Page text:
My Turn: Help the environment without destroying the beauty of our area

  • AP PHOTO/SUSAN MONTOYA BRYAN AP PHOTO/SUSAN MONTOYA BRYAN

Published: 2/26/2021 11:09:46 AM

In his piece “Taking the Long View” Andrew Baker makes a case for solar arrays on farmland. He reminds us that out landscape has changed over many years. At one time much of it was cleared and new housing projects alter it often. But I feel that we that we must protect the beauty of what we have left and that large solar arrays are too much of a change.

Jackie Firsty, project developer for Blue Wave Solar says that her company has done studies which indicate that housing prices do not go down when the homes are near large solar arrays. But there are plenty of studies confirming that housing prices do decline because of the solar installations. People do not like the way they look.

Baker agrees that he would rather have solar panels on roofs. But he points out that Franklin and Hampshire counties don’t have enough roofs to make up for the closing down of nuclear and coal plants in the past. But there are plenty of roofs and parking lots in our cities. In my view that’s where solar panels should be going. Our government should make this attractive for the solar industry and give our farmers whatever tax breaks and price controls they need.

Baker suggests that when we have new and better ways of producing energy and the solar panels on the L’Etoiles’ farm are worn out (in 20 or 30 years) they could be taken down and recycled and the land returned to producing crops. While solar panels can be recycled the Institute for Energy Research points out: “much (solar) waste ends up in landfills where toxic chemicals leach into the soil … the recycling costs are generally more than the economic value of the material recovered”.

I think too that we need to ask some questions about the costs of dismantling the panels. Is Blue Wave Solar going to be required put enough money in escrow for the panels removal? Is this company going to be in business in 20 or 30 years? Will the the L’Etoiles’ heirs be interested in paying for the panels removal? The two wind turbines in Falmouth were ordered shut down in 2015 and 2017 but the expense of their removal means that they may be there into the distant future. I’m afraid that this will be the fate of large solar arrays.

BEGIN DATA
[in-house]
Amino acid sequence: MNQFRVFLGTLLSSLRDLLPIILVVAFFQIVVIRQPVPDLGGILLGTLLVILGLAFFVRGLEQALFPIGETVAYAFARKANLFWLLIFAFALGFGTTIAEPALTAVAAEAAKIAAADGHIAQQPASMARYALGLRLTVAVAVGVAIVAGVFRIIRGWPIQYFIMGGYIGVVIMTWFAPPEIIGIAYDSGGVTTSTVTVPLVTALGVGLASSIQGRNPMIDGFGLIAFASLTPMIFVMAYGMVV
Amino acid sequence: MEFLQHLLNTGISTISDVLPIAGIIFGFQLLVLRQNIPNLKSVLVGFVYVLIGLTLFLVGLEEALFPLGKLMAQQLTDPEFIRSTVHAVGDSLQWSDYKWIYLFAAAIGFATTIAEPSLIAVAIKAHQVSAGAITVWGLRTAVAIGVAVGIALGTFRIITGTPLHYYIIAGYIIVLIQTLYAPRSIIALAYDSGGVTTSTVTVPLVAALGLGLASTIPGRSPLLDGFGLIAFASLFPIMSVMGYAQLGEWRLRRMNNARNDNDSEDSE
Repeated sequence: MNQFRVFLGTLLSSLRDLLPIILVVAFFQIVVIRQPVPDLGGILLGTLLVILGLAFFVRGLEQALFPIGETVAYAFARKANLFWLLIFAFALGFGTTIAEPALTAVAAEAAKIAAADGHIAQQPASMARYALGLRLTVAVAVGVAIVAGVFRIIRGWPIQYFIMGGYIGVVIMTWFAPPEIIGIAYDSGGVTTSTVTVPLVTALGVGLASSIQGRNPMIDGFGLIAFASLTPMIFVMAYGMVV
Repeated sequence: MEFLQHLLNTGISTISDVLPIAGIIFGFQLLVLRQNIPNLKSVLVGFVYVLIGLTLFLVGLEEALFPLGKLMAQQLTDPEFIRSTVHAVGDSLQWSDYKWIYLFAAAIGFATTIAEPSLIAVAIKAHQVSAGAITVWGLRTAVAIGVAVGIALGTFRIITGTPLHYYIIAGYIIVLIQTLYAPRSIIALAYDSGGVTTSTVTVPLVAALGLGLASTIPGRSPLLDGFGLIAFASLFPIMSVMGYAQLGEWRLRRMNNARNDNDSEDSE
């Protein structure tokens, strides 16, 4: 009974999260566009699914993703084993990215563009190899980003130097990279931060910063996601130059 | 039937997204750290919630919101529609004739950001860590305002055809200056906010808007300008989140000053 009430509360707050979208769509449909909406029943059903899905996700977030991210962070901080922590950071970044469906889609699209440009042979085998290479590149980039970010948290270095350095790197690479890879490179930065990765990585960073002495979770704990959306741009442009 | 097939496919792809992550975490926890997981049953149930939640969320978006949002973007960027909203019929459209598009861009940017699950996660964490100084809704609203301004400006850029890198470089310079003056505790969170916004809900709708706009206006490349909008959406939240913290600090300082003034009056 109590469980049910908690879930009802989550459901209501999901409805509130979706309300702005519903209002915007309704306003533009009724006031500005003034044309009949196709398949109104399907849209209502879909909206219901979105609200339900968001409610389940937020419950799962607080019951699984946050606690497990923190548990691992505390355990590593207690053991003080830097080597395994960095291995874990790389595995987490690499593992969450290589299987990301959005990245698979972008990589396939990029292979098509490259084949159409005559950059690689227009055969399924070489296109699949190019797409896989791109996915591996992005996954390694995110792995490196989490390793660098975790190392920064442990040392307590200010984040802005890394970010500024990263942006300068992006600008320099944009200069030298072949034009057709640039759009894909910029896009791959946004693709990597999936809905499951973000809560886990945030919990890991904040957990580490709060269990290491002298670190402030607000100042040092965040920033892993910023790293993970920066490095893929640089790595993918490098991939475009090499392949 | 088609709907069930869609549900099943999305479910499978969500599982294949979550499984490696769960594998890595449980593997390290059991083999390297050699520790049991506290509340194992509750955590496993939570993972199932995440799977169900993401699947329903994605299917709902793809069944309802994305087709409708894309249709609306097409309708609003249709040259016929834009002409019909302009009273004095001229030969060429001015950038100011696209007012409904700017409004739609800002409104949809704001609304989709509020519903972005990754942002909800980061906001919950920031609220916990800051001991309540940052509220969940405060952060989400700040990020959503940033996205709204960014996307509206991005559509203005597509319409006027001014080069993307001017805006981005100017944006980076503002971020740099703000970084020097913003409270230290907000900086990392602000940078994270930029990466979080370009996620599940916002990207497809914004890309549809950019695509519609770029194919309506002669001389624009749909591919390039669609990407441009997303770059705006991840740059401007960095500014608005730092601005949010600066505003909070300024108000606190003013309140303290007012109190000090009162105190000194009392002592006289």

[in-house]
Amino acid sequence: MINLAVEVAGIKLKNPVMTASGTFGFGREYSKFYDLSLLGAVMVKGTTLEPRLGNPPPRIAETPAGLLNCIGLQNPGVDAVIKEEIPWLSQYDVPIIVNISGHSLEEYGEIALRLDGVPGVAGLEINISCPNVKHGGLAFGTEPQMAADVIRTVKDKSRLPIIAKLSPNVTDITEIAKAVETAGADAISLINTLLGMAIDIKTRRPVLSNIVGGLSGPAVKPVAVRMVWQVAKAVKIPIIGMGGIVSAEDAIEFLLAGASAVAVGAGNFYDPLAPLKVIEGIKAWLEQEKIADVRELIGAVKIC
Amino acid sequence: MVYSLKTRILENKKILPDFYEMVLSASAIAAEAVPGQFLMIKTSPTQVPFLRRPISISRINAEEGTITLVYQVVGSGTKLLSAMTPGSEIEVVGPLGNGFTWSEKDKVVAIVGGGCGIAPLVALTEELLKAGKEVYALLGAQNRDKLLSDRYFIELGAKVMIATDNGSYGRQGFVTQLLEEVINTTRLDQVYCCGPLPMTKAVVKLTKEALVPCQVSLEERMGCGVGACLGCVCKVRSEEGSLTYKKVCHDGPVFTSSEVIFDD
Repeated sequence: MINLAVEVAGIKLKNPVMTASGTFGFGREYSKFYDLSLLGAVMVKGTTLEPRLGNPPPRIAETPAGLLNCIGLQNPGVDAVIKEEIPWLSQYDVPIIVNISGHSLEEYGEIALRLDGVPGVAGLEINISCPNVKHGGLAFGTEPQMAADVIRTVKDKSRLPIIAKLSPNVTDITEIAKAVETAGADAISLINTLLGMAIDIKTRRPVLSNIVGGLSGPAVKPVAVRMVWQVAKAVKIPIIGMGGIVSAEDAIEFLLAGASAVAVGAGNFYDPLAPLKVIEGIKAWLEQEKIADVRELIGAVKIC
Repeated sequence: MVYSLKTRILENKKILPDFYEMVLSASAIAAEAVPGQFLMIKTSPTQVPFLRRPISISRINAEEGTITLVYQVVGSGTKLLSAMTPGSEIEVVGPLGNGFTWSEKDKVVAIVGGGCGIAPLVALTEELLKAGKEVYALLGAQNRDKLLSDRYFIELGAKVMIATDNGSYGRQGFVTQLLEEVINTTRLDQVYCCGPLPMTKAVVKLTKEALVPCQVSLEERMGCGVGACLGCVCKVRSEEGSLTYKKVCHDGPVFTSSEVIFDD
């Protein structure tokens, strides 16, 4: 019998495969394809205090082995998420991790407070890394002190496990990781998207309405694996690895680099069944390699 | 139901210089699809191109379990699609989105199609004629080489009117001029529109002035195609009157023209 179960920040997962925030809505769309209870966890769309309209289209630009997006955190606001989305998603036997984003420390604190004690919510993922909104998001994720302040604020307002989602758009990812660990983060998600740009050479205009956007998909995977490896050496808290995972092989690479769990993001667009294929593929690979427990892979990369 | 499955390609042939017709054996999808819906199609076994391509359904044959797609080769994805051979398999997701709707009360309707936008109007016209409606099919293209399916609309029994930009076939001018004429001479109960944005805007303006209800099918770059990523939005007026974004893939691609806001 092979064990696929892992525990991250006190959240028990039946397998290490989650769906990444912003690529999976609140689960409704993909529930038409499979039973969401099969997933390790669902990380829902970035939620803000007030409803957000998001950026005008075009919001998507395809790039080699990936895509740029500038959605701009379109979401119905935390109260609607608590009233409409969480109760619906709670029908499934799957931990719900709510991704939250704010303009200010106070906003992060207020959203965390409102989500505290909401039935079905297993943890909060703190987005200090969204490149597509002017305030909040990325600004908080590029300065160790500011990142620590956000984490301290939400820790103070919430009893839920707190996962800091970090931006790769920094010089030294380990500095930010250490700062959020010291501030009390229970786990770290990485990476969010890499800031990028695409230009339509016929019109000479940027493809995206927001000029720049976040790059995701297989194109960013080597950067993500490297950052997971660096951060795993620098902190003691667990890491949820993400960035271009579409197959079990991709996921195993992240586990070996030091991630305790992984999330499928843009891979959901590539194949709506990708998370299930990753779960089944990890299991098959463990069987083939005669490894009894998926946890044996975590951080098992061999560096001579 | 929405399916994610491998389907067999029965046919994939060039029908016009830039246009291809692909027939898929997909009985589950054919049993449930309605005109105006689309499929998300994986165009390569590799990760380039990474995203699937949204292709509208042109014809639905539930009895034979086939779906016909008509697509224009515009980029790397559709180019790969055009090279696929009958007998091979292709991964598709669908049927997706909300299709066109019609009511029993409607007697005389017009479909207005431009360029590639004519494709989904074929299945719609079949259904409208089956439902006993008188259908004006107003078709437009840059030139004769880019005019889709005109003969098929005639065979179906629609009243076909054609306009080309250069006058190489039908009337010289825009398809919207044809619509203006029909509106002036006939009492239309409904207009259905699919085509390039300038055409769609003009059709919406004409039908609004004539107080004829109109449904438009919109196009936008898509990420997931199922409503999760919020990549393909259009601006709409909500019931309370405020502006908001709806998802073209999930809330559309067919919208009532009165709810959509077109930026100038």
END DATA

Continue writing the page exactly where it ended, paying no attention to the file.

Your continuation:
Baker is clearly a thoughtful, caring person who like myself is concerned about his grandchildren. But I don’t want to leave my children and grandchildren with an industrialized landscape littered with rusting solar panels and I believe that we can help the environment without destroying the beauty of our area.

The Mohawk Trail was recently designated one of the Nations Byways because of its historic scenic beauty. People have visited the Trail in large numbers since it opened in 1914. The charm and loveliness of our towns like Northfield and the views of the Connecticut River bring tourists from many places. I question whether visitors seeking the solace of beautiful country places will want to visit an industrialized landscape. Blue Wave Solar will not stop with the L’Etoiles’ farm in Northfield.

Trina (Kathryn) Sternstein is a resident of Hawley.


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